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Indianapolis schools land $7.5 million to fight drug abuse

August 8, 2018

Adults in Indiana are more likely to die from a drug overdose than a car accident. And for many Hoosiers, substance abuse begins in adolescence.

That’s what spurred the Richard M. Fairbanks Foundation, an Indianapolis-based philanthropy, to create an ambitious grant program to help schools roll out new substance-use prevention strategies. The foundation announced Tuesday that it would give $7.5 million in grants to 24 Marion County schools and districts.

The foundation has committed more than $10.2 million since January to Marion County schools, including the $7.5 million in implementation grants announced Tuesday, $860,000 in planning grants, and about $1.8 million in ongoing technical assistance and evaluation. (For full disclosure, the Fairbanks Foundation also has donated to Chalkbeat.)

Because substance abuse often begins early, schools across Indiana have an opportunity to reduce drug, alcohol, and tobacco use. But just 11 percent of Marion County schools reported using a proven prevention curriculum in a survey last year. With the grants, the foundation hopes to increase the number of schools using evidence-based substance abuse prevention programs, said Claire Fiddian-Green, president and CEO of the foundation.

“It feels like a really urgent need to help equip students with information so they can make better decisions and not fall into the trap of addiction,” Fiddian-Green said. “Schools can and should play a really powerful role.”

The grants are expected to help schools reach over 71,000 children and teenagers—about 44 percent of all students in the county—over the next two school years.

The largest grant will go to Indianapolis Public Schools, which was awarded $1.7 million. The grant will allow the district to use proven resources to help students avoid substance use, Superintendent Lewis Ferebee said in a written statement.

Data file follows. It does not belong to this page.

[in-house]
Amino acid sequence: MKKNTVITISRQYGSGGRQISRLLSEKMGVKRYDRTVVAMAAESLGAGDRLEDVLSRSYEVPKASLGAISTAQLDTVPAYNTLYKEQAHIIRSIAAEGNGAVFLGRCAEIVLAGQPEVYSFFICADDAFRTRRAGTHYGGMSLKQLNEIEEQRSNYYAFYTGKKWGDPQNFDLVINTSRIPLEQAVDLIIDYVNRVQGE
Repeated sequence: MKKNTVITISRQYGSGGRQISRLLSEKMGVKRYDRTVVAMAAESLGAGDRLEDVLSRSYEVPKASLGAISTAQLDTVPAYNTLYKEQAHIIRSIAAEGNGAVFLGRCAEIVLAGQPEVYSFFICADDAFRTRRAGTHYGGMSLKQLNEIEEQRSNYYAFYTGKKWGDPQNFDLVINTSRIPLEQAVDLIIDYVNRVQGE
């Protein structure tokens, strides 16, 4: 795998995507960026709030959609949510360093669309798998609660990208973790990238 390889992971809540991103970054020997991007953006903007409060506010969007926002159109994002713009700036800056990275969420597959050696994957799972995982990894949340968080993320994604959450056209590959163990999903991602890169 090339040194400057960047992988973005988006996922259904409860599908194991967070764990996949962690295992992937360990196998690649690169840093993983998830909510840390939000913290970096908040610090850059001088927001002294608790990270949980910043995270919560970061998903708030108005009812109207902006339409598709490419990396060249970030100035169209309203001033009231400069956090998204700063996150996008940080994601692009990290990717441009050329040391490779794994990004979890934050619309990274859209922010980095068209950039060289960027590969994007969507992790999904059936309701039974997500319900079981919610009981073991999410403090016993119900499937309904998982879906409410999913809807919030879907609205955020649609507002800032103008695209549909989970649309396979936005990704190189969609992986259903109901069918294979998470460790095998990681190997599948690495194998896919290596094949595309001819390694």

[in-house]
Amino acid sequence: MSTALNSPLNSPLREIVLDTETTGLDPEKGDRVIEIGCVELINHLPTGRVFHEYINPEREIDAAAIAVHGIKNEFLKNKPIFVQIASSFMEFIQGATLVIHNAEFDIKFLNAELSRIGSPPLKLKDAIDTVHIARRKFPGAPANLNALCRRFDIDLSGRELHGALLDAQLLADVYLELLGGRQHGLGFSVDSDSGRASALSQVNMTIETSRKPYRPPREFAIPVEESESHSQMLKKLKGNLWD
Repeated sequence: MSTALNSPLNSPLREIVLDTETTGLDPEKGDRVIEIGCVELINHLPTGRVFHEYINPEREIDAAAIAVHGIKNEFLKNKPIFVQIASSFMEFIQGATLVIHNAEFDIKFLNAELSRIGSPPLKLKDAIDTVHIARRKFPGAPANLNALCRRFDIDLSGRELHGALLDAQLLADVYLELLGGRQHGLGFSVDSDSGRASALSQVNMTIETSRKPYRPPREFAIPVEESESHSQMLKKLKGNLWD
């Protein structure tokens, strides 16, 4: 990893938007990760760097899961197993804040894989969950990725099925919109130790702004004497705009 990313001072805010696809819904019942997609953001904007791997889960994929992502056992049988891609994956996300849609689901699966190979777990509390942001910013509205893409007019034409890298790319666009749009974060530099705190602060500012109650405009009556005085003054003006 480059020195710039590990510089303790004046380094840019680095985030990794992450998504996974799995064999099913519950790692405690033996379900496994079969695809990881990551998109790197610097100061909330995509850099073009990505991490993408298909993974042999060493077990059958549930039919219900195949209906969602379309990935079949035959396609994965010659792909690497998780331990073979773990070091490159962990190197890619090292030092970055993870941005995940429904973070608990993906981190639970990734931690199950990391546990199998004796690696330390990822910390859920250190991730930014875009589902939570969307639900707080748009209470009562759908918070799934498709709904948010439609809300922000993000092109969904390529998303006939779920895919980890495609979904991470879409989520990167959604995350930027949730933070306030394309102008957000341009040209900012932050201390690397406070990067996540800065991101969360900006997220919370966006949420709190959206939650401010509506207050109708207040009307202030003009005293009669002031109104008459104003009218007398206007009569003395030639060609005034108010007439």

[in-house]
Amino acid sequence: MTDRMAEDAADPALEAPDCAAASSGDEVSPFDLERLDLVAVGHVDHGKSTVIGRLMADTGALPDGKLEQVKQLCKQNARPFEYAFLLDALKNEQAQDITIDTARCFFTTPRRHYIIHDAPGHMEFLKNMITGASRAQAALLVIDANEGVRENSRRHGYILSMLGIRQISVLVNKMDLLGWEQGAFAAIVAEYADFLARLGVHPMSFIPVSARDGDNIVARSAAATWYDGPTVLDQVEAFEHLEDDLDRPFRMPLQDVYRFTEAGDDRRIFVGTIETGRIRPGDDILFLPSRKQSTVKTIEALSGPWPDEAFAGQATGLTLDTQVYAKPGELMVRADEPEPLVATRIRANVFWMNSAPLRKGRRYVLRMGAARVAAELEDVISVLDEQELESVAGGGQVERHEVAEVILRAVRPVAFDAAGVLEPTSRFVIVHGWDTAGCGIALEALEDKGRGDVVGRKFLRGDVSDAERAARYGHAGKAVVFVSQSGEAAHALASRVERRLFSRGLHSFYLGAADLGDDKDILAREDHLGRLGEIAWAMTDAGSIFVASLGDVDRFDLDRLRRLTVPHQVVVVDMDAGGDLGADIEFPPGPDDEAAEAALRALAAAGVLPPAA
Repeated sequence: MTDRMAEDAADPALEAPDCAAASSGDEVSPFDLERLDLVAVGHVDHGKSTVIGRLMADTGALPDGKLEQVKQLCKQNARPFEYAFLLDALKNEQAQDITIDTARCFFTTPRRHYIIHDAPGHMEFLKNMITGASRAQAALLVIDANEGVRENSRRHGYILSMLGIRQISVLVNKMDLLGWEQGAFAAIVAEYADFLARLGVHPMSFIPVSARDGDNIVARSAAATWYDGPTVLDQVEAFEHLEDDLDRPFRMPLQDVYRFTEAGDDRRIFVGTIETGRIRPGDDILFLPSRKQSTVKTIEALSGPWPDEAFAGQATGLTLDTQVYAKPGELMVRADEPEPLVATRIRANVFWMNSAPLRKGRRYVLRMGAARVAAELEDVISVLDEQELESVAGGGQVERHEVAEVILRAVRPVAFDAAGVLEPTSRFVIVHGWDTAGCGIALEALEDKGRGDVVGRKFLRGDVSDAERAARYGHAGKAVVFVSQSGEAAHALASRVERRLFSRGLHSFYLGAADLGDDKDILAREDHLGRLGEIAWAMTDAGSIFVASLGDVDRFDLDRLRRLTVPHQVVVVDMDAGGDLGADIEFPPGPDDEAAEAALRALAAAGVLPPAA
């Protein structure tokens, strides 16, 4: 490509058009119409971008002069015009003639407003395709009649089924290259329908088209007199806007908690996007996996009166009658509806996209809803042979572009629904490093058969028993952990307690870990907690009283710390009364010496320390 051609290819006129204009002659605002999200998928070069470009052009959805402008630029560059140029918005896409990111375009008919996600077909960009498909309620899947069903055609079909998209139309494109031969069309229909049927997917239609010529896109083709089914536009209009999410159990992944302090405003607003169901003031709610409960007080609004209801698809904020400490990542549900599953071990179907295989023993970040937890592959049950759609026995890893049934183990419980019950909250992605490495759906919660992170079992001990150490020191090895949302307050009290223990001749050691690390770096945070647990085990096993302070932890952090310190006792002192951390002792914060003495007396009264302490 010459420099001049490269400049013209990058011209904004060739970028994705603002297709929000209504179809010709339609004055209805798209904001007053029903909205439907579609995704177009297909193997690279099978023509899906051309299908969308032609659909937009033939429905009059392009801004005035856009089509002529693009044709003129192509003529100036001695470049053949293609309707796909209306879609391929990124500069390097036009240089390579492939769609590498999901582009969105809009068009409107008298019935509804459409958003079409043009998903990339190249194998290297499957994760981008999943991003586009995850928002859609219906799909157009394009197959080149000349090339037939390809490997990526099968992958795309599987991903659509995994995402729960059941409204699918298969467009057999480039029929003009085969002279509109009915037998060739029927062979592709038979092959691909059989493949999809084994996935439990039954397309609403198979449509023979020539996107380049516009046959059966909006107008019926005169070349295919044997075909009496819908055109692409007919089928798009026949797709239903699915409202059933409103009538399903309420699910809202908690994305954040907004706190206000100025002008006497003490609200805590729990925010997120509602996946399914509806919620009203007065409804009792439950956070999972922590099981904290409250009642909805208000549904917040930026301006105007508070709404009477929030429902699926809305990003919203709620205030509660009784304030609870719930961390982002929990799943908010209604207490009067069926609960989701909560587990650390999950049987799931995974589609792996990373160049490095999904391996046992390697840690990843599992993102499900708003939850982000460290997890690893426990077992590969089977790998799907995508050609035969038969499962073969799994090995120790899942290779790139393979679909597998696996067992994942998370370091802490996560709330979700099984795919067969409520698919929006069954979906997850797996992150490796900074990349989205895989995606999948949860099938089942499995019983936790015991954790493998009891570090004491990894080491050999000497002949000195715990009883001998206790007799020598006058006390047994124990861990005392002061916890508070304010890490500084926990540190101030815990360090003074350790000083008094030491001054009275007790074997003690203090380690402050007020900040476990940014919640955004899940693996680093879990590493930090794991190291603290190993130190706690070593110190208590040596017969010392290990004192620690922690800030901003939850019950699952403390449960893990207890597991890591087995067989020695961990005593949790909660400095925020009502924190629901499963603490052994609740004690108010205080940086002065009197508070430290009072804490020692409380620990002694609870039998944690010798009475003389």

“Opioid use has reached a crisis level in central Indiana and across the state,” he said.

School-based drug abuse prevention classes have a spotty track record. The best known substance abuse prevention program is DARE., or Drug Abuse Resistance Education. That program has been found to be mostly ineffective. But there are other approaches that have been shown to work.

Fairbanks partnered with the Indiana Prevention Resource Center to develop a list of programs that research shows lead to short- and long-term reductions in drug, alcohol, and tobacco use, Fiddian-Green said. In order to receive the grants, schools must choose from those evidence-based programs.

IPS will use Second Step in elementary and middle schools. The program is not specific to substance abuse — instead, it is a broad social-emotional learning curriculum designed to promote social-emotional competence and self-regulation.

As opioid use has roiled Indiana, Fairbanks has supported other efforts to address the immediate crisis, such grants focused on expanding access to treatment, Fiddian-Green said. But the foundation is also looking for longer-term strategies to reduce abuse in the future.

“It’s opioids today, it could be something else tomorrow,” she said. “Prevention with children and teens seems like the next place to go.”

These 24 Marion County schools and districts received grants

Beech Grove City Schools, $226,028

Bishop Chatard High School, $100,655

Cardinal Ritter High School, $108,545

Cathedral High School, $86,010

Cold Springs School, $146,275

Edison School of the Arts, $29,744

Franklin Township Community School Corporation, $235,501

Global Preparatory Academy, $12,430

Indiana Math and Science Academies, $130,000

Indianapolis Public Schools, $1,738,721

KIPP Indy Public Schools, $180,500

Lighthouse Academies, $192,104

Matchbook Learning, $176,871

MSD of Decatur Township, $283,587

MSD of Lawrence Township, $943,551

MSD of Wayne Township, $1,282,439

Perry Township Schools, $517,265

Purdue Polytechnic High School, $341,049

Roncalli High School, $139,294

Scecina Memorial High School, $85,704

Shepherd Community School, $130,199

The Independence Academy, $24,870

The Orchard School, $142,500

Thomas Gregg Neighborhood School, $260,000.

Chalkbeat is a not-for-profit news site covering educational change in public schools.

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